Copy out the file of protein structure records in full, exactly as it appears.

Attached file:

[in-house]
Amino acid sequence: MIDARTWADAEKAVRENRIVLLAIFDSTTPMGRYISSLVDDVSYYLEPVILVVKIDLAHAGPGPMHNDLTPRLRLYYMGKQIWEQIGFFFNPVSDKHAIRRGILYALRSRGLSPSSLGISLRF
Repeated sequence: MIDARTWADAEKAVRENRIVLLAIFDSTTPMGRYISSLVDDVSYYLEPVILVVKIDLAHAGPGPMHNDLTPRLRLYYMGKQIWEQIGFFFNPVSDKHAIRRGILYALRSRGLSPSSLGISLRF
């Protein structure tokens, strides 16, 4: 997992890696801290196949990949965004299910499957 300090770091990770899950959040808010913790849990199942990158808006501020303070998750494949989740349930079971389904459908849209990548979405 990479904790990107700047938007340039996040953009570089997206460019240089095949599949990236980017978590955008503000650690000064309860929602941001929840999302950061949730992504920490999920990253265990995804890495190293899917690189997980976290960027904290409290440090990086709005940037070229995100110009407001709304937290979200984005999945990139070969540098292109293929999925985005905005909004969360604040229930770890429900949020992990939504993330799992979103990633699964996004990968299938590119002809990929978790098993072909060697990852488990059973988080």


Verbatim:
[in-house]
Amino acid sequence: MIDARTWADAEKAVRENRIVLLAIFDSTTPMGRYISSLVDDVSYYLEPVILVVKIDLAHAGPGPMHNDLTPRLRLYYMGKQIWEQIGFFFNPVSDKHAIRRGILYALRSRGLSPSSLGISLRF
Repeated sequence: MIDARTWADAEKAVRENRIVLLAIFDSTTPMGRYISSLVDDVSYYLEPVILVVKIDLAHAGPGPMHNDLTPRLRLYYMGKQIWEQIGFFFNPVSDKHAIRRGILYALRSRGLSPSSLGISLRF
């Protein structure tokens, strides 16, 4: 997992890696801290196949990949965004299910499957 300090770091990770899950959040808010913790849990199942990158808006501020303070998750494949989740349930079971389904459908849209990548979405 990479904790990107700047938007340039996040953009570089997206460019240089095949599949990236980017978590955008503000650690000064309860929602941001929840999302950061949730992504920490999920990253265990995804890495190293899917690189997980976290960027904290409290440090990086709005940037070229995100110009407001709304937290979200984005999945990139070969540098292109293929999925985005905005909004969360604040229930770890429900949020992990939504993330799992979103990633699964996004990968299938590119002809990929978790098993072909060697990852488990059973988080």